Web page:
by Ed Lyon
For over a decade, the Education Justice Program (EJP), an extension of the University of Illinois, has taught classes at the Danville Correctional Center (DCC), a facility in the east-central part of the state run by the Illinois Department of Corrections (DOC). Core classes in subjects like calculus are offered to prisoners, as well as humanities-centered courses like Critical Race Theory in Education.
In 2017, the DOC spent a total of $300 on materials for libraries in over two dozen prisons, an indication that DCC’s general population library does not have the materials needed to support a college-level study program. Thus, EJP is allowed to maintain a separate library at the facility. The student prisoners “are actually student librarians,” said Holly Clingan, who has volunteered with the program to help manage the library for the last five years.
“They catalog,” she said. “They maintain the spaces. They check books in and out. They help with research questions, guide the other students that are in program to the resources.”
The EJP library is subjected to a review process separate from the process that reviews books sent to prisoners through the mail. With some of the books in the EJP library having been donated by current and former prisoners, many of its 4,000 titles received both types of review.
The arrangement worked well for over a decade until November 2018. At that time, new books that were submitted for review began to be summarily denied. Others that did receive approval were held by the prison for weeks, delaying the start of the EJP’s 2019 spring term. Finally, in January 2019, the program was suspended and prison officials removed over 200 books from its library.
“I felt sick,” recalled the program’s director, Rebecca Ginsburg.
As she later discovered, Charles Campbell, the head of DCC’s internal affairs, had inspected the books and advised warden Victor Calloway that they were “racially motivated.” Among the titles that Calloway then agreed to confiscate were Uncle Tom’s Cabin, Race Matters, Incidents in the Life of a Slave Girl, Rethinking Our Classrooms: Teaching for Equity and Justice, Booker T. Washington’s Up From Slavery and Visiting Day,which is a book written for children of incarcerated parents.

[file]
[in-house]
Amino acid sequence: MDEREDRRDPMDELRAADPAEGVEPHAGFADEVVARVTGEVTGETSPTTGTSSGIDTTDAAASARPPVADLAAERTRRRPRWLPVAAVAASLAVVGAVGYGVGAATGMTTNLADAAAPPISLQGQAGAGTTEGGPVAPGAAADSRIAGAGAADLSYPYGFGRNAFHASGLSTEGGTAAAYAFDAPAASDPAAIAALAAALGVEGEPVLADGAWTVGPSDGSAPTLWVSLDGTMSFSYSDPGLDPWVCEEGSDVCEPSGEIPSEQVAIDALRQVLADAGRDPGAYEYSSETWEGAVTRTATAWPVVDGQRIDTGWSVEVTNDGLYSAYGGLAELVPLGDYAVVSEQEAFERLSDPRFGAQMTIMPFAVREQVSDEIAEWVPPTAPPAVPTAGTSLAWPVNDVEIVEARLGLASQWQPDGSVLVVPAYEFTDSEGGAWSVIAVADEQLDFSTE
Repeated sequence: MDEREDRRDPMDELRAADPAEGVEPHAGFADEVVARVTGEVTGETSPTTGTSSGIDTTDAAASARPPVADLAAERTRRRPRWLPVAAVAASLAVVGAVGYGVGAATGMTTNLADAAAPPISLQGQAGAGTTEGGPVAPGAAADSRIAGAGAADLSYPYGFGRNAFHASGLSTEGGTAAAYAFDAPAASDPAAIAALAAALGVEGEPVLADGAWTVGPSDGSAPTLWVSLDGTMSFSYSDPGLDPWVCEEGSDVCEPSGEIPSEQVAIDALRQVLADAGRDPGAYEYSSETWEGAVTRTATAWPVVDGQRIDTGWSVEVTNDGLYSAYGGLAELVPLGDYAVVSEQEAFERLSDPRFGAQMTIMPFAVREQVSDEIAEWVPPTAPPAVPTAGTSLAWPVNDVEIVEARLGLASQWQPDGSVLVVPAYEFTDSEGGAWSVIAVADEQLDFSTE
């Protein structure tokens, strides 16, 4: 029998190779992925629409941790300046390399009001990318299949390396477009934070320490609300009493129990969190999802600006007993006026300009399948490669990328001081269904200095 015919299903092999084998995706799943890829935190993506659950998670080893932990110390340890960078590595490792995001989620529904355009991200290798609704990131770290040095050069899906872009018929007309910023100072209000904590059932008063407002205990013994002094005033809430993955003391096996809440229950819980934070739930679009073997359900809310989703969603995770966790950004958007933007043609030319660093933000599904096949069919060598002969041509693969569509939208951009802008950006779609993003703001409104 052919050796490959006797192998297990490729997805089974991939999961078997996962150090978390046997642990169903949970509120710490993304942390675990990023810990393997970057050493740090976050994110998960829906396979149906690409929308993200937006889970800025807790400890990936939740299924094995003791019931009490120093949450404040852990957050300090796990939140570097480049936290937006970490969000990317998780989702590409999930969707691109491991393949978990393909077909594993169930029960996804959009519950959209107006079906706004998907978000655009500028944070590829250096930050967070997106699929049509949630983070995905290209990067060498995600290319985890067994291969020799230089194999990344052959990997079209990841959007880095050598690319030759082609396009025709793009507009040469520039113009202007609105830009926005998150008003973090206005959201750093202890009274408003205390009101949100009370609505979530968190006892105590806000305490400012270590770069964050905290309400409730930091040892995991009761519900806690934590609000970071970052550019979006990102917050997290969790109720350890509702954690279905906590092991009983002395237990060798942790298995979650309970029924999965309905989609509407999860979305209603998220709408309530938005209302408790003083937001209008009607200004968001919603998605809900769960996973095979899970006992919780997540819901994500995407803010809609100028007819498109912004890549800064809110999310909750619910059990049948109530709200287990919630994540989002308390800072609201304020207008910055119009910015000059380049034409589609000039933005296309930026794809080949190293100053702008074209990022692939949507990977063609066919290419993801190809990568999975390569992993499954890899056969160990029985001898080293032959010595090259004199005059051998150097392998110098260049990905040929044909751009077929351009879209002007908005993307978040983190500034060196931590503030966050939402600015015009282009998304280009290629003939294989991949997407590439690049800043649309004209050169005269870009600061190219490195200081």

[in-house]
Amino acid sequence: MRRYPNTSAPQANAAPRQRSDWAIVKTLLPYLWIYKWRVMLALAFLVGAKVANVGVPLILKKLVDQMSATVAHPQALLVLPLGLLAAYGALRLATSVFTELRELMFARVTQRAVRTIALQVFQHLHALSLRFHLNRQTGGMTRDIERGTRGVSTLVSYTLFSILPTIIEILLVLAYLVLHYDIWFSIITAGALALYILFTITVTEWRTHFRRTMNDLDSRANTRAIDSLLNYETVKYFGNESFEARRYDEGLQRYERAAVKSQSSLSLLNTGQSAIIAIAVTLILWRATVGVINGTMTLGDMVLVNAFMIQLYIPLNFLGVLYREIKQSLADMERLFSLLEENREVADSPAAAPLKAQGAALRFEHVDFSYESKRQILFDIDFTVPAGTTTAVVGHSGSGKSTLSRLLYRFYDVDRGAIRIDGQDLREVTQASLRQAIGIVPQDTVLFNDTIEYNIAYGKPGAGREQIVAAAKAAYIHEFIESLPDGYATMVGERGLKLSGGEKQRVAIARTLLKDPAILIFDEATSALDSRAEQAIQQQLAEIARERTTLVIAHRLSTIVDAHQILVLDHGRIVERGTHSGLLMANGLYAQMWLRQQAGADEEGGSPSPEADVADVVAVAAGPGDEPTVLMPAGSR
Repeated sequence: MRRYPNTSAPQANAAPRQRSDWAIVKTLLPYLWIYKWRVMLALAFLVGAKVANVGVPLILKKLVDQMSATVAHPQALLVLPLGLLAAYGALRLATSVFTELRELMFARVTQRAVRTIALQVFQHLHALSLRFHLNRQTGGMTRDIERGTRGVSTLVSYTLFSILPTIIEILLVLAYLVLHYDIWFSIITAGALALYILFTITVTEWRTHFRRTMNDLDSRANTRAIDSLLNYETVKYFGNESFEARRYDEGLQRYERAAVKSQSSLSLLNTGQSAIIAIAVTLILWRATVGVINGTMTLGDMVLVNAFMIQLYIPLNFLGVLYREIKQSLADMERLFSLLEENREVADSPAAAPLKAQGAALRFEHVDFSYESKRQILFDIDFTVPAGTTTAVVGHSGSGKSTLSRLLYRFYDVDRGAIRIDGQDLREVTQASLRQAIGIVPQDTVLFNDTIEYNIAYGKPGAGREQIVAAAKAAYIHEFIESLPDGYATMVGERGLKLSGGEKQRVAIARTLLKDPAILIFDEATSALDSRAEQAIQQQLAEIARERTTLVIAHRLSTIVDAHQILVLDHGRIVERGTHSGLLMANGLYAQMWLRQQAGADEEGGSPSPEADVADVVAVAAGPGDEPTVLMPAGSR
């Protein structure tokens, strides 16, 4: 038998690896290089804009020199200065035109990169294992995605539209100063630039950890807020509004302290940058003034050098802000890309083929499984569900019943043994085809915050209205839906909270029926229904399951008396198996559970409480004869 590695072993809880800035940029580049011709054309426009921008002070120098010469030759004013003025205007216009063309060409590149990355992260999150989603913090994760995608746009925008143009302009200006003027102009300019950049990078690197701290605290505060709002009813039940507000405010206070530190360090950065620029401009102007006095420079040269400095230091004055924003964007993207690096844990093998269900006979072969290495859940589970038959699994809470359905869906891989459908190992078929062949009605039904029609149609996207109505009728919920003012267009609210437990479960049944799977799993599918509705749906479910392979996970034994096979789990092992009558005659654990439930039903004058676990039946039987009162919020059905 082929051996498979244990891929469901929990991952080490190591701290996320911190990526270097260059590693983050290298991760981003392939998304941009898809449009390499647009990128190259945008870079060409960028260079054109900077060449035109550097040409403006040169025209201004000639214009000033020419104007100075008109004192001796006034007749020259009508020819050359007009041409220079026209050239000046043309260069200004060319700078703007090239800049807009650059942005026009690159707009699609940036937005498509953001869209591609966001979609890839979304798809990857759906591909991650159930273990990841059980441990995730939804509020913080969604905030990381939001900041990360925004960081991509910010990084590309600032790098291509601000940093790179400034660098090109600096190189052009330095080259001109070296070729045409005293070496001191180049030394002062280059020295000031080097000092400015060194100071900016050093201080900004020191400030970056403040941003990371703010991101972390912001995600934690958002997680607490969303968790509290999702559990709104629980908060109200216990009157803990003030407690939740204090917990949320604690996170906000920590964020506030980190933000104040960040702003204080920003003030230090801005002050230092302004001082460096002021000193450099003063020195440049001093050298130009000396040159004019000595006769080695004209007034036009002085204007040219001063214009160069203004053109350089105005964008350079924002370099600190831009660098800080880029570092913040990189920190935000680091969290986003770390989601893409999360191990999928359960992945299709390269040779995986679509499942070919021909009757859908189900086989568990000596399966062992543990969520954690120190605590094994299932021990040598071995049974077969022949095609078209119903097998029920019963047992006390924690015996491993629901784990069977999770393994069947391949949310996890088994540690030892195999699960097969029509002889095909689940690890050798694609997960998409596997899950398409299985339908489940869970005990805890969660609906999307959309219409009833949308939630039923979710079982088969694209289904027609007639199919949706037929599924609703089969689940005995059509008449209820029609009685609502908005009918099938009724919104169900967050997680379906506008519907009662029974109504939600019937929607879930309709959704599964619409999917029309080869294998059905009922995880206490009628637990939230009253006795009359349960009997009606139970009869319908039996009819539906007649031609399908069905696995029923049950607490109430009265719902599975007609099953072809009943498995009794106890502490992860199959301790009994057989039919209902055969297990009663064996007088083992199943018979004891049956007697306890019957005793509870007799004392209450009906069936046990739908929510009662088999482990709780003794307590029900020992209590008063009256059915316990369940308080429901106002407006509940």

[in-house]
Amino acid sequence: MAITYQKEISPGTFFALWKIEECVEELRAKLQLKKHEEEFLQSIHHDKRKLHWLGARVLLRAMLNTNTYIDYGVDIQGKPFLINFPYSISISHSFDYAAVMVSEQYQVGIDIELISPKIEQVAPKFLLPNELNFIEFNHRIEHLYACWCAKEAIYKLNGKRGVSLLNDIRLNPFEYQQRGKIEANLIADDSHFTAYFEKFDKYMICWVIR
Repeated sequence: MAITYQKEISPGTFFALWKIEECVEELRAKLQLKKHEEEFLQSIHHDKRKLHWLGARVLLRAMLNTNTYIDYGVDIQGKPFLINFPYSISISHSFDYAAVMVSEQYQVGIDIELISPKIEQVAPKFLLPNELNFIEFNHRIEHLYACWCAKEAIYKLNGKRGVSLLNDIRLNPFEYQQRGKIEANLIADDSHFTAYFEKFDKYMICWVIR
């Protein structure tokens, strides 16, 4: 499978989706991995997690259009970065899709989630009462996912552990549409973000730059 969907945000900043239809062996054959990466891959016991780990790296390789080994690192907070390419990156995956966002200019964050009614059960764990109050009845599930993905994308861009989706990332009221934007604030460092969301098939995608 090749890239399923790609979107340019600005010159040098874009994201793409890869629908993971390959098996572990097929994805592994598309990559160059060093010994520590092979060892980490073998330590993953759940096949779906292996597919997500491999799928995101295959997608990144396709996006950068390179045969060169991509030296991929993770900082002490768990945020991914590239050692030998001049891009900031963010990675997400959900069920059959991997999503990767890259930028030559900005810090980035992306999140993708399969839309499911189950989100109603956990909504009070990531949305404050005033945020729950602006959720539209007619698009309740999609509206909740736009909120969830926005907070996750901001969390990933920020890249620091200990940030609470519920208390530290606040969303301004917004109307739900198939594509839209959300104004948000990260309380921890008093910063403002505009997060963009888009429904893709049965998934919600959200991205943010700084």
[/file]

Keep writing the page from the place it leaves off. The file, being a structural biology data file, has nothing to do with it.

“I’m stunned,” Ginsburg said after learning what had happened. “I’m stunned that the order to remove books wholesale would have been coming from the warden without authority from a higher up. I am stunned that the order was made with such vague wording.”
Ginsburg insisted that nothing in the books was intended to provoke “anti-white feelings,” only “to help students better understand historical context – that’s clearly the purpose here.”
But outgoing DOC director John Baldwin said, “Somehow, a lot of books got into the institution without going through our review process. That was our fault. We let books in and some of them maybe shouldn’t have been, [though] some of them are very good books.”
EJP might still be fighting the removal of the books were it not for media outlet Illinois Newsroom, which obtained emails pursuant to Freedom of Information Act requests that showed not all of the books had skipped the review process. Some were previously approved by prison staff to enter the facility, while some arrived with other titles that were not removed. Asked to explain those discrepancies, Baldwin said, “I have no idea.”
The DOC has since relented and allowed EJP to submit the censored books for review and approval. But prison officials still haven’t made it easy.
“It takes sometimes months for the resources for our courses to be cleared through the clearance process,” said Clingan. “Sometimes we’re not allowed to teach particular courses because the materials are considered controversial.”
The publicity generated by EJP’s plight captured the attention of state Rep. Carol Ammons, who was upset when she saw the list of banned titles.
“Are they removing all black books?” she asked.
In July 2019, state legislators held a hearing on the situation. EJP director Ginsburg urged lawmakers to “aggressively and assertively question the Department of Corrections staff and administrators about what sort of culture permits the censorship of books on black history and the Holocaust and children coping with incarcerated parents.”
She added that she would not accept the DOC’s promises that it will stop its censorship practices, noting that “without action from the legislators or [someone] very very high up in state government, we can expect this to continue to happen.”
Illinois Lt. Governor Juliana Stratton is a criminal justice reformist in favor of prison education. She received an email from the DOC stating the confiscated books had been returned to DCC, but Ginsburg said the EJP program had yet to receive them. That’s because officials at the facility insisted on reviewing the books first.
Sources: earlcarl.org, prisoneducation.org, chicagotribune.com, news-gazette.com, news.stlpublicradio.org, will.illinois.edu
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